In Sichuan province, the winters are cold and damp – and central heating nonexistent. It was inevitable that somebody would invent the tradition of drinking hot beer.
After that, it was only a matter of time before some health nut eyed the boiling beer and decided to flavor it with wholesome herbal all-stars: goji berries to brighten the eyes and cleanse the liver, red dates to soothe frayed nerves, and orange peel to ward off allergies.
Remember: It's always winter somewhere.
SICHUAN MULLED BEER 煮啤酒
24 oz. can of lager
10 small pieces of dried orange rinds
2 teaspoons goji berries (about 16 berries)
4 pieces of rock sugar
7-8 dried red dates
4 teaspoons rice wine
2 teaspoons cinnamon-sugar mix (1 part cinnamon, 3 parts sugar)
1. Pour the beer into a pot or kettle.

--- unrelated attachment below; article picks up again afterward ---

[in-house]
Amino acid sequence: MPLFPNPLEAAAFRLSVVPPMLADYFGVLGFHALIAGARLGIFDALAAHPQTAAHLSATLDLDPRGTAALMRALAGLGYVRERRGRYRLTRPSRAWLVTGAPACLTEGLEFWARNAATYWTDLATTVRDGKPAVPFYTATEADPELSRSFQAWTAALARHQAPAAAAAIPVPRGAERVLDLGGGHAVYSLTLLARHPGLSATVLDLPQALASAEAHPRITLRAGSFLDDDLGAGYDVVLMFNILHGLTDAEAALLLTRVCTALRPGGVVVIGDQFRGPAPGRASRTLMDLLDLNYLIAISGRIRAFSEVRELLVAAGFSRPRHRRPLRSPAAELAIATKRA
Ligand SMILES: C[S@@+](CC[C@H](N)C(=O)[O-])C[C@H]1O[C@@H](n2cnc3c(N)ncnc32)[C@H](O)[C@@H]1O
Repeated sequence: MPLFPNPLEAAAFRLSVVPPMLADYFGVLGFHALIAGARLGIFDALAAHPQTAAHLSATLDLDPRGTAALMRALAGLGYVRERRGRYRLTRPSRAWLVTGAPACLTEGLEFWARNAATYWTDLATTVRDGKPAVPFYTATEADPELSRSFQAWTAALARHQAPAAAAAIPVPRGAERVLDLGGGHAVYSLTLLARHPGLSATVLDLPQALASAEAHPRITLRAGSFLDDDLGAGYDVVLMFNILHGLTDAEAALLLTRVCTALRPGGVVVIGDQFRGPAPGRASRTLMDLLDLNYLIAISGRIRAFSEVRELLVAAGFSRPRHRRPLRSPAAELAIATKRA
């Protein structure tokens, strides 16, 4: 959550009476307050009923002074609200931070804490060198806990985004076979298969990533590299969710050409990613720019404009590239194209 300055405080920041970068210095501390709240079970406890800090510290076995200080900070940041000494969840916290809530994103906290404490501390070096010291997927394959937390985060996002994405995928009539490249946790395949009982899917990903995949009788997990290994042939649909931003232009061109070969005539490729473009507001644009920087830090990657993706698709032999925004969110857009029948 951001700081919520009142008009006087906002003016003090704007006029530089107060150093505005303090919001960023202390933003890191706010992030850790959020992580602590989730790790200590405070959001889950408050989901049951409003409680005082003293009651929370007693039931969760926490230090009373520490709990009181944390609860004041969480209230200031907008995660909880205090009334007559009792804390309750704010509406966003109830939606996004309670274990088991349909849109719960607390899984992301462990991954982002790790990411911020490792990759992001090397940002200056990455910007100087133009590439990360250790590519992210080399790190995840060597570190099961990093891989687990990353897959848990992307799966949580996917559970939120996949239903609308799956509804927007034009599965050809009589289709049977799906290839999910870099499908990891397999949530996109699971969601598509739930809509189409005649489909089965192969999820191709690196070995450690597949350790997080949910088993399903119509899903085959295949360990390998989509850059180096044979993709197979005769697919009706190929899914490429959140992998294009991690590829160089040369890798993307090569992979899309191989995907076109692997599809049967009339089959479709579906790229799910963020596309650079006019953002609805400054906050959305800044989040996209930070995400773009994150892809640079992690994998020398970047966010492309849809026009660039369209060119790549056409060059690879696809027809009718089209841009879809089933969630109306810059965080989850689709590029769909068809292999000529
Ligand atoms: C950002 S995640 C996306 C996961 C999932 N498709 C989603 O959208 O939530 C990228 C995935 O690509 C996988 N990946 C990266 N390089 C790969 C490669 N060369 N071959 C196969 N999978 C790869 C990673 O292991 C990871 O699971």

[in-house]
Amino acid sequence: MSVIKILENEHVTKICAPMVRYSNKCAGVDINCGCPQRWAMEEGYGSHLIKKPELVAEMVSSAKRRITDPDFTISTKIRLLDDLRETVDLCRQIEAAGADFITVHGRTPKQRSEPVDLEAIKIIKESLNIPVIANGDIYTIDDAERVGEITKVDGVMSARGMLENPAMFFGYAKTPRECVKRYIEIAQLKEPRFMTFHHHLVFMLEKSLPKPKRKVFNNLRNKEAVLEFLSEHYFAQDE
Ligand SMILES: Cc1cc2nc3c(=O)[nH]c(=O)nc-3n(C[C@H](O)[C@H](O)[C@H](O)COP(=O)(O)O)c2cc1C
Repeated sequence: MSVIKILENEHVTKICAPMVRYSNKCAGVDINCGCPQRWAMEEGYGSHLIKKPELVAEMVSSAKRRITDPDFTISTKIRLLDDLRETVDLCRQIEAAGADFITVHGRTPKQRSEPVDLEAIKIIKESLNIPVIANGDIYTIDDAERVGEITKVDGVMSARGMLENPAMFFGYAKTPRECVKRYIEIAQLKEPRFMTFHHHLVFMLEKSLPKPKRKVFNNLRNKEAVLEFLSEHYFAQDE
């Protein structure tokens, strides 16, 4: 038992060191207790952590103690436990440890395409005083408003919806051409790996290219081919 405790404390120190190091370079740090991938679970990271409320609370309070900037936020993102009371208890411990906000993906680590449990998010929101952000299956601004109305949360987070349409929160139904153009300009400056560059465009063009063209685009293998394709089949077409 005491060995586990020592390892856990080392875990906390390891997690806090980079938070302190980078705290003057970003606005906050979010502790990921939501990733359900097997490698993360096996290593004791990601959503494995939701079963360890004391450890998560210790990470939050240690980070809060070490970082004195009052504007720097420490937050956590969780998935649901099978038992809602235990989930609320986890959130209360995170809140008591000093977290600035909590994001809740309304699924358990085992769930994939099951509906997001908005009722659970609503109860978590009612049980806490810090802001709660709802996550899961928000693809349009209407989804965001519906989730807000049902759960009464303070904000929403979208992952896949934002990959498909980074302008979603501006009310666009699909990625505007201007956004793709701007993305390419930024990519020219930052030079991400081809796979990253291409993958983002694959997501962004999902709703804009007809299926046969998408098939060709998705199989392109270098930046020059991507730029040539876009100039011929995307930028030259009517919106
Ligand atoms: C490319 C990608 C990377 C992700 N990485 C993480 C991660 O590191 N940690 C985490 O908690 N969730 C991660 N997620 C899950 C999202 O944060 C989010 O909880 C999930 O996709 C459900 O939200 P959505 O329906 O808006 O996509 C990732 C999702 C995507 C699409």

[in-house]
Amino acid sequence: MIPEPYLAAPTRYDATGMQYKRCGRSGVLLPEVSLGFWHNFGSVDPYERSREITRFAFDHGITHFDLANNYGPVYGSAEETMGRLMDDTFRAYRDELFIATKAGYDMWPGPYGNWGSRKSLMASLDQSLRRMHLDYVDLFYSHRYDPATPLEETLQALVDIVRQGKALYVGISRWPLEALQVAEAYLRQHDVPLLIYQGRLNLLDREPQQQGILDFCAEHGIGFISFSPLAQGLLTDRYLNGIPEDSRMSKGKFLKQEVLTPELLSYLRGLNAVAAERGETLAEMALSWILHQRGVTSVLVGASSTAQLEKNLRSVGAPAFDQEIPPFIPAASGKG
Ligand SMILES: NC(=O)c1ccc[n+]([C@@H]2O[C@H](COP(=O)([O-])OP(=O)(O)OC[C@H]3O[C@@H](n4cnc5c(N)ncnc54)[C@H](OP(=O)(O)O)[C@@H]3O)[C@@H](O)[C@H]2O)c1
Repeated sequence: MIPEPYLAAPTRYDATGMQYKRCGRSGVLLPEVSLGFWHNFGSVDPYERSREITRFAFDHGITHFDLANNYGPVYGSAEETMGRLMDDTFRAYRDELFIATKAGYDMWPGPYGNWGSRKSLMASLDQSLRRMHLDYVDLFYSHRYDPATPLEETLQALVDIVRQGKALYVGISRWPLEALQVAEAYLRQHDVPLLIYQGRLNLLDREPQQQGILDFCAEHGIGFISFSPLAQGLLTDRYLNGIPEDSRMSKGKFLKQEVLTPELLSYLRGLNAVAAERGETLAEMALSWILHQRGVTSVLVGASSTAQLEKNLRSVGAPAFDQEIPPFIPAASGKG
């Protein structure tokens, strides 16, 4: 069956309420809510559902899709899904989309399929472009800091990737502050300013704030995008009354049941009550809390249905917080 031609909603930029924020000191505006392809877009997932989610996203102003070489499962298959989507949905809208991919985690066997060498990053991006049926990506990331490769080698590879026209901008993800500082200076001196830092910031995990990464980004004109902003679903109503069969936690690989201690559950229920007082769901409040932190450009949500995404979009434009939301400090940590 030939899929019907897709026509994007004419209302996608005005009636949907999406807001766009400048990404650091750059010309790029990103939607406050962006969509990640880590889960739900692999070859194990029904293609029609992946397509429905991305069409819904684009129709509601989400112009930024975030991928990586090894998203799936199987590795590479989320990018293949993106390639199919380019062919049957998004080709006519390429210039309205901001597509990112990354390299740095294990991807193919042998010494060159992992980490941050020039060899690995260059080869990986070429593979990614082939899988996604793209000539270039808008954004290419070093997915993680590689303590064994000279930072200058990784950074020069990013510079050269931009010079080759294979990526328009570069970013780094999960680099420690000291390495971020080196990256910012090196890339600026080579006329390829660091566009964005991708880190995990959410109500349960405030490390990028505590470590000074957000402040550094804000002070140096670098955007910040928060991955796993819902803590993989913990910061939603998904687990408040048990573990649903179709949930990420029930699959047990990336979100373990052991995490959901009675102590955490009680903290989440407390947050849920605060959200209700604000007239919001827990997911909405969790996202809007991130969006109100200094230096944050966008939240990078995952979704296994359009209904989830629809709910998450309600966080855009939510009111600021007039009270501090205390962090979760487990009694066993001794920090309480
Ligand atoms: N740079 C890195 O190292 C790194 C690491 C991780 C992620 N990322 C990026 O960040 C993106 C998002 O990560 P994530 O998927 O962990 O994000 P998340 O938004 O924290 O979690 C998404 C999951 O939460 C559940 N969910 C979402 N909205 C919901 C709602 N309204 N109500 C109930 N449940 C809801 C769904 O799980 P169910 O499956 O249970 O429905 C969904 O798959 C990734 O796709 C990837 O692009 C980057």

2. Add the orange rinds, goji berries, rock sugar, dried dates and rice wine.
3. Simmer for three minutes. When you can smell the fragrance, it's ready.
4. Pour the drink evenly into two glasses or mugs.
5. Add 1 teaspoon of the cinnamon-sugar mix to each glass, then stir and drink.
What does one serve with mulled beer?
According to Qiaoyiqiao Guaiwei, a popular Sichuan-style restaurant in Beijing, these are a few of the local delicacies that go well with a hot herbed lager:
• 4-in-1 "dry hot pot" with duck lips, duck wings, chicken wings, rabbit heads (4合1麻辣香 malaxiang: 鸭唇 yachun, 鸭翅 yachi, 鸡翅 jichi, 兔头 tutou)
• crab roe tofu (xiehuang douhua 蟹黄豆花)
• braised rabbit (luzhi tu 卤制兔)
• bitter gourd in scallion oil (congyou kugua 葱油苦瓜)
• fiddlehead fern noodles in a sour-spicy sauce (la juegenfen 辣蕨根粉)
• "heartbreak" bean jelly, so named because it's spicy enough to draw tears (shangxin liangfen 伤心凉粉)
You're welcome to catch your own duck or rabbit, and slather its skull in numbing peppercorns. But it seems clear that this comforting, malty brew can take the edge off any super-spicy, ultra-tart or greasy extreme.
Mulled beer isn't a strictly Sichuanese eccentricity. Once upon a time, writes Jacob Grier for The Atlantic, Americans drank their lager hot.